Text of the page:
TSMC is reportedly bringing 3nm production to Arizona to benefit Apple

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Apple and TSMC have had a long and successful partnership. The Cupertino juggernaut is always first in line for TSMC’s most advanced nodes, and these chips always come from Taiwan. But in light of recent supply chain turmoil, Apple and other companies are looking for ways to diversify their chip sources. TSMC is said to begin production of the 3nm design at its Arizona fab in early 2024. This could allow Apple to boast of using American-made silicon for the first time. However, Bloomberg is reporting that this is likely nothing more than a PR stunt.

News of Apple’s plans came at a recent meeting with employees in Germany that included CEO Tim Cook Bloomberg’s Mark Gurman, who is a noted Apple Beat reporter, noted that TSMC produces 60 percent of the world’s semiconductor products. In light of this, Cook commented, “Whatever you may feel and think, getting out of anywhere 60 percent according to Engadget is probably not a strategic position”. To address this situation, TSMC will reportedly begin producing chips for Apple at a new facility in Arizona. The company already has a fab in Arizona, but 3nm production will come from a new plant. The company will begin 5nm manufacturing in Arizona in 2024.

According to TSMC’s Roadmap 2022.

Moving some of its most advanced technology to the States is a big deal for TSMC. However, it is not clear whether Apple will be able to acquire 3nm chips from the Arizona fab anytime soon. TSMC is believed to be starting production of this advanced process in Taiwan right now. This latest node is expected to be used for the A17 chip in the upcoming iPhone 15. It also has 3nm plans for future M2 chips. However, news of TSMC bringing 3nm to Arizona and Apple using “US-made chips” may not be connected.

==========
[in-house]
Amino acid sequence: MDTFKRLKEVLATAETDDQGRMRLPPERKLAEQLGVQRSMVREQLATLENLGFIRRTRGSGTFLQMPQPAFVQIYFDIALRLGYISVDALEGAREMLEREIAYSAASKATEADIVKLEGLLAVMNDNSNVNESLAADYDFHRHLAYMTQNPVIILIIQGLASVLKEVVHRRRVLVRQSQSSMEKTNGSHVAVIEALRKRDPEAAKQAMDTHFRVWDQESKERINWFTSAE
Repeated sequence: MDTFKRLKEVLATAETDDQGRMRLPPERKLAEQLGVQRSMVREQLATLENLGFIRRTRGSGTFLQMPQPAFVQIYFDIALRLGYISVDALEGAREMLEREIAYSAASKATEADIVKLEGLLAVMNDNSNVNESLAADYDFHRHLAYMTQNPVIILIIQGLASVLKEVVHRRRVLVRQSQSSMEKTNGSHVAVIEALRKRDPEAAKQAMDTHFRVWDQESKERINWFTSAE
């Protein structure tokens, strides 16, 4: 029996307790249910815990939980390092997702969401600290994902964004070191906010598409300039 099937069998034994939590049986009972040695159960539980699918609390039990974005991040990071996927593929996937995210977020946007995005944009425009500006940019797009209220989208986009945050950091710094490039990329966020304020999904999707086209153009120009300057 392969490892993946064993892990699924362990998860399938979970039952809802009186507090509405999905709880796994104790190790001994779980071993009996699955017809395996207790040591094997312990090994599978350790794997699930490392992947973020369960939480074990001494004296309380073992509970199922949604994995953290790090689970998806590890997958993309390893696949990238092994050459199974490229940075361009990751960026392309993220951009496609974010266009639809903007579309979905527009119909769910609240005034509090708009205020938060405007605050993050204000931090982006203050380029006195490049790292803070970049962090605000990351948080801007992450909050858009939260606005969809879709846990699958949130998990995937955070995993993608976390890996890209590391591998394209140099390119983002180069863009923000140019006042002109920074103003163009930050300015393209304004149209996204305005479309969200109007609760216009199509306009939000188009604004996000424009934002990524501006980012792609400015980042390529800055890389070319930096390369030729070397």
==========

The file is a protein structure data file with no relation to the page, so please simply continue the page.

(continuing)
According to a Bloomberg analyst, Apple will indeed use chips from Arizona, but they likely won’t be 3nm. According to 9to5mac, Bloomberg’s Tim Kulpan thinks it’s mostly a “symbolic gesture.” Instead of leaning on TSMC for its most advanced designs, Apple will likely use mature nodes for fewer parts in its flagship devices, or use SoCs for less significant products. These include AirPods, HomePod, Apple TV and Watch.

Even if the Arizona site starts making M-class silicon or A-class chips for the iPhone, it will be in extremely low volumes. It is reported TSMC’s new facility will produce 20,000 wafers per month. In contrast, TSMC as a whole currently produces 1.3 million wafers a month in Taiwan. That means the new facility will provide just 1.6 percent of that capacity. In other words, as Bloomberg says, it’s more of a marketing campaign than anything else.

To be fair to Tim Apple, he didn’t say which companies would produce chips in Arizona. However, the only other fabs in that state belong to Intel. If he actually mentioned Chipzilla, it would be a huge announcement. However, given his long relationship with TSMC along with the company’s advanced node leadership, it is clear that he is referring to TSMC. Also, recently the two companies have reportedly been in a price tussle, with Apple bowing to its sole supplier demands. It appears that the two companies will be joining the proverbial hip for at least the next few years.

Still, sourcing chips outside of Taiwan is a big step for Apple. Nvidia and AMD are also big TSMC customers, of course, and are currently using TSMC’s 5nm process for their latest CPUs and GPUs. Perhaps once Arizona fab capacity expands, other companies may also entertain the idea of ​​buying silicon stateside.

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